Photo of ocotillos and Church courtesy of Ken Bosma 

Green Valley, Arizona. This collection of communities in extreme southern Arizona is a perennially popular place to retire. It has a moderate winter climate, although periods of hard freeze can occur.  Because of its size the range of its activities and the range of people to meet is very extensive.  The non-profit Green Valley Recreation is quite extraordinary, operating 13 different recreation centers with golf courses, swimming pools, fitness centers, etc. It also provides many opportunities for the arts and entertainment. The Zillow Home Value Index was $195,200 in early 2020.

Cody, Wyoming. With a population of just under 10,000, it has a decidedly small-town feel in the scenic northwest corner of the state. It’s a relatively popular tourist area, especially for those passing through to Yellowstone National Park 50 miles away. As far as the residents go, this is the home of ranchers and cowboys. Two celebrities you have heard of, Kanye West and Kim Kardashian West, have moved here to become the town’s most famous residents of the modern era. Zillow puts the 2020 Home Value Index at $309,000.

Residential area near downtown Punta Gorda

Punta Gorda, Florida. Yes, this town is not anywhere near California. But it is warm and on the coast. Real estate is quite a bargain in this town that is making great strides. The Zillow Home Value Index was $245,133 in early 2020 and Zillow referred to it as a “Hot” market at this time. It is much less crowded than nearby Fort Myers or Naples.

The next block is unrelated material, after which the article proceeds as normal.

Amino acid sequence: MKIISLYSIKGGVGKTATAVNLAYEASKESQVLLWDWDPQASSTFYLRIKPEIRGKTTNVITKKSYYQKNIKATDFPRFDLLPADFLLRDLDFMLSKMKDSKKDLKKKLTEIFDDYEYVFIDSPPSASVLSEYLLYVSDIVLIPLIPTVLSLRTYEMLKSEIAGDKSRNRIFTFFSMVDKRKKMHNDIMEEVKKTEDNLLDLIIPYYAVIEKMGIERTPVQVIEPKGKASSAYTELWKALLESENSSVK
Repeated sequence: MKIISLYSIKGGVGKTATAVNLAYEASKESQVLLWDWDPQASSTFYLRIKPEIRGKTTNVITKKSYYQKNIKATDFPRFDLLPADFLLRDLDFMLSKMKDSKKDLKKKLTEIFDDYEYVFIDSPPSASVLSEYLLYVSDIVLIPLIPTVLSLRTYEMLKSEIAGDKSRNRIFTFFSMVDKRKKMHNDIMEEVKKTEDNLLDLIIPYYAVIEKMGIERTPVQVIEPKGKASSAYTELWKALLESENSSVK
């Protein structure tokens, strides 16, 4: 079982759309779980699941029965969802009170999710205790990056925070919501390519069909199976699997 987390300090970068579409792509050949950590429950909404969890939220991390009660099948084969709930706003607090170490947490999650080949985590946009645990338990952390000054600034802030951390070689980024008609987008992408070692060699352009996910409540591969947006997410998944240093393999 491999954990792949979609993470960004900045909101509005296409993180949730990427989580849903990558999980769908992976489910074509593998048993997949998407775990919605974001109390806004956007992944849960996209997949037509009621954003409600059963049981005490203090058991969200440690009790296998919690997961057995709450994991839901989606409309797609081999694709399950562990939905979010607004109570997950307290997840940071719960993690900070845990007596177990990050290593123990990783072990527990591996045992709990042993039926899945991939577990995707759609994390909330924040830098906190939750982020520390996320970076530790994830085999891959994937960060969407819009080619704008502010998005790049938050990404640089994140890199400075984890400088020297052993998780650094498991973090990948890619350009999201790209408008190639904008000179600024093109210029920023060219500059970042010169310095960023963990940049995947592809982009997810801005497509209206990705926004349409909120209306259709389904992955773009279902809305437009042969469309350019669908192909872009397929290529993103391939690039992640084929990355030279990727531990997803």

Grand Junction, Colorado. Located in the west central part of the State near Utah, comes up near the top of many people’s “best places to retire”. For one thing, this fast-growing town perched on the border with Utah has a relatively low cost of living. It is also a college town (Colorado Mesa University has over 10,000 students on campus here). Natural beauty and recreation is abundant with the Rocky Mountains and the Colorado National Monument. Home prices are much more reasonable here than in the Denver or Boulder area – Zillow puts the Home Value Index at $265,000.